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St. John the Baptist Church

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1869–1872, Albert Diettel. 1139 Oretha Castle Haley Blvd.
  • (Photograph by Karen Kingsley)

This handsome brick church, with a golden onion-shaped spire (gilded in 1963) that is an area landmark, was built for the Irish immigrants who settled in this area. The church, replacing a smaller, wooden structure of 1851, was built by Irish contractor Thomas Mulligan to designs of Diettel, who took his inspiration from the onion-domed Hofkirche in Dresden, Germany. Diettel used paired pilasters on the facade to indicate internal space divisions and repeated the paired motif in Corinthian columns on the middle level of the tall, three-stage tower. A heavily molded and bracketed entablature wraps around the building, gently curving over the small rose window in the center of the facade. This entablature is repeated at each of the tower’s setbacks in order to unify the design. The brickwork on this church is particularly fine. The cost of the building exceeded the congregation’s resources, so it was not until the 1880s, after the Reverend Thomas Kenny purchased the building, that the interior was completed and the enormous stained glass windows, made in the Munich studios of Franz Mayer and F. X. Zettler, were installed. The church was struck by lightning in 1909 and repaired with a steel and concrete roof. An adjoining school, built in the 1850s, was demolished in the 1950s for the raised expressway now next door. The adjacent rectory of 1895 at the corner of Clio Street was renovated in 2016 for office space and an apartment. The two-story wooden house has been painted a bright cranberry color and its Gothic trim is painted white.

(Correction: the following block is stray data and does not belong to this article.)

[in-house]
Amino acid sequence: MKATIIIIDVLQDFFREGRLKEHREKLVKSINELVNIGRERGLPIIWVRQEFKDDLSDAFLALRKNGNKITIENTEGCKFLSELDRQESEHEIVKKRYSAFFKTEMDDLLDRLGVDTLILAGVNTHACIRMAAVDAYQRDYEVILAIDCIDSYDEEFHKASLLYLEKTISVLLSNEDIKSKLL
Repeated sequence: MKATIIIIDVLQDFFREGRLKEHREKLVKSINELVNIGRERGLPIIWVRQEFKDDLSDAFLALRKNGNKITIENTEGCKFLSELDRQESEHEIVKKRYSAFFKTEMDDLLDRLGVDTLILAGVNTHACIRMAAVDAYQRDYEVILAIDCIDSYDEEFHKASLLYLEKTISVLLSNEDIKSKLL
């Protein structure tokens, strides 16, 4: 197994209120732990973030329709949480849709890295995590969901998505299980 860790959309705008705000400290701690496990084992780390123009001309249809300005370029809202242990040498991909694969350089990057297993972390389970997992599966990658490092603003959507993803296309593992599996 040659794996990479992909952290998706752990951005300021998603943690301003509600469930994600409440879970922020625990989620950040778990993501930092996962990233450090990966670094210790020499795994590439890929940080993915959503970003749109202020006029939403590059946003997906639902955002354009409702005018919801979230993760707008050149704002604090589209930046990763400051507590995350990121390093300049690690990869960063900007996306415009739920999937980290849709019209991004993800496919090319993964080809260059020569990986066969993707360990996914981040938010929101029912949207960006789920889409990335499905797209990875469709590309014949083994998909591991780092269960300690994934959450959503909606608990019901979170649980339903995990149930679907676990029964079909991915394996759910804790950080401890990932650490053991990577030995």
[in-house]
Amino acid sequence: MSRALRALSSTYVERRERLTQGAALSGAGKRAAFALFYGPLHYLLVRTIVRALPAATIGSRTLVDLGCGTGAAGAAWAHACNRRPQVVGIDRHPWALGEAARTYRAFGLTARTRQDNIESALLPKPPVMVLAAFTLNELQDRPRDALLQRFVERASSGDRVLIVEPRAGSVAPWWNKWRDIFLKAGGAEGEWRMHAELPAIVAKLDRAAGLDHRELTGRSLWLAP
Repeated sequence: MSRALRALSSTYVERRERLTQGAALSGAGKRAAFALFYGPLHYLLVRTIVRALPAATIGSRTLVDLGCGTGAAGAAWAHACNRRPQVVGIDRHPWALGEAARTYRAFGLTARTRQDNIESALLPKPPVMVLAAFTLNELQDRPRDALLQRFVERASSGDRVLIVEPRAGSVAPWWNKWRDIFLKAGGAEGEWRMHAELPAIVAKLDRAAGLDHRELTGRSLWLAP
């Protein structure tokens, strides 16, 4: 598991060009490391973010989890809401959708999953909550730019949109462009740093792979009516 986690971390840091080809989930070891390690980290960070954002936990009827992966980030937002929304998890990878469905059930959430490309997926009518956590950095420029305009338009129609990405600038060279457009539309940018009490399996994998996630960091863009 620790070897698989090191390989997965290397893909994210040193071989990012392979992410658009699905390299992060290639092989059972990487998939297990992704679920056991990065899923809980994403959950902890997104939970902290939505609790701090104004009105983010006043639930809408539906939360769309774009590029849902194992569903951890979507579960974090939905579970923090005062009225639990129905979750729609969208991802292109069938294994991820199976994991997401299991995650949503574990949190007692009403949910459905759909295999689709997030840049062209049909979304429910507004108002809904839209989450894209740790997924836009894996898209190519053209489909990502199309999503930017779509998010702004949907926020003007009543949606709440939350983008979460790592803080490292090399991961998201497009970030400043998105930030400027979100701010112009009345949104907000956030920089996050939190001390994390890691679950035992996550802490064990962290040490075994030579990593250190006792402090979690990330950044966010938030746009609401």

Writing Credits

Author: 
Karen Kingsley and Lake Douglas
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Citation

Karen Kingsley and Lake Douglas, "St. John the Baptist Church", [New Orleans, Louisiana], SAH Archipedia, eds. Gabrielle Esperdy and Karen Kingsley, Charlottesville: UVaP, 2012—, http://sah-archipedia.org/buildings/LA-02-OR154.

Print Source

buildings of new orleans book

Buildings of New Orleans, Karen Kingsley and Lake Douglas. Charlottesville: University of Virginia Press, 2018, 183-184.

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